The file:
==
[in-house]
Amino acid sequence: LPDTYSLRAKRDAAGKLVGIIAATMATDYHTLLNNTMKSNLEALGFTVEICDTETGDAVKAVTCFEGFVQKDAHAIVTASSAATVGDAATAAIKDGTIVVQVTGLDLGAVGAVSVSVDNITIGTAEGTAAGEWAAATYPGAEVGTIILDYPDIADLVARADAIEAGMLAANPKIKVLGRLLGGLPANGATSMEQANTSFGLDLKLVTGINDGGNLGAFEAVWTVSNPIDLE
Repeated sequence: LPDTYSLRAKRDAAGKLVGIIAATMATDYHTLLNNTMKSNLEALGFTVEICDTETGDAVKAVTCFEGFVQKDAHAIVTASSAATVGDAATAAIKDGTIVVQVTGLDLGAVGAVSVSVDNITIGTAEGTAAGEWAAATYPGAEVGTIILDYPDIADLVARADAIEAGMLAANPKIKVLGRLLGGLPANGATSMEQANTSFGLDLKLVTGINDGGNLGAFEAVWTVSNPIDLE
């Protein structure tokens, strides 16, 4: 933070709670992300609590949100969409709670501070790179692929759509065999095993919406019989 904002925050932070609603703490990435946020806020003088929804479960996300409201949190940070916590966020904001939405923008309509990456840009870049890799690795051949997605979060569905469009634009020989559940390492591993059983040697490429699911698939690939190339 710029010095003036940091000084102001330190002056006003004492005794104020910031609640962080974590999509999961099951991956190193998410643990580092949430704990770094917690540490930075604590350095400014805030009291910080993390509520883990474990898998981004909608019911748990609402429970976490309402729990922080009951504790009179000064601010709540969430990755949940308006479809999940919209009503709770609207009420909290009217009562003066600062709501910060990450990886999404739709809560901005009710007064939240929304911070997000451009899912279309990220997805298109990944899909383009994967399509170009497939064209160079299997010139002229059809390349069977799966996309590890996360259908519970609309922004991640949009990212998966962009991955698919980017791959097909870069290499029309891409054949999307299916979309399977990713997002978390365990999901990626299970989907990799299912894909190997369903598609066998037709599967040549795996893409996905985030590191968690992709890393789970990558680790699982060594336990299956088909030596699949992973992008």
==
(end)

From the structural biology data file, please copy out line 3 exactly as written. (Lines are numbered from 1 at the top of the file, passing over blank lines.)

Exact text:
Repeated sequence: LPDTYSLRAKRDAAGKLVGIIAATMATDYHTLLNNTMKSNLEALGFTVEICDTETGDAVKAVTCFEGFVQKDAHAIVTASSAATVGDAATAAIKDGTIVVQVTGLDLGAVGAVSVSVDNITIGTAEGTAAGEWAAATYPGAEVGTIILDYPDIADLVARADAIEAGMLAANPKIKVLGRLLGGLPANGATSMEQANTSFGLDLKLVTGINDGGNLGAFEAVWTVSNPIDLE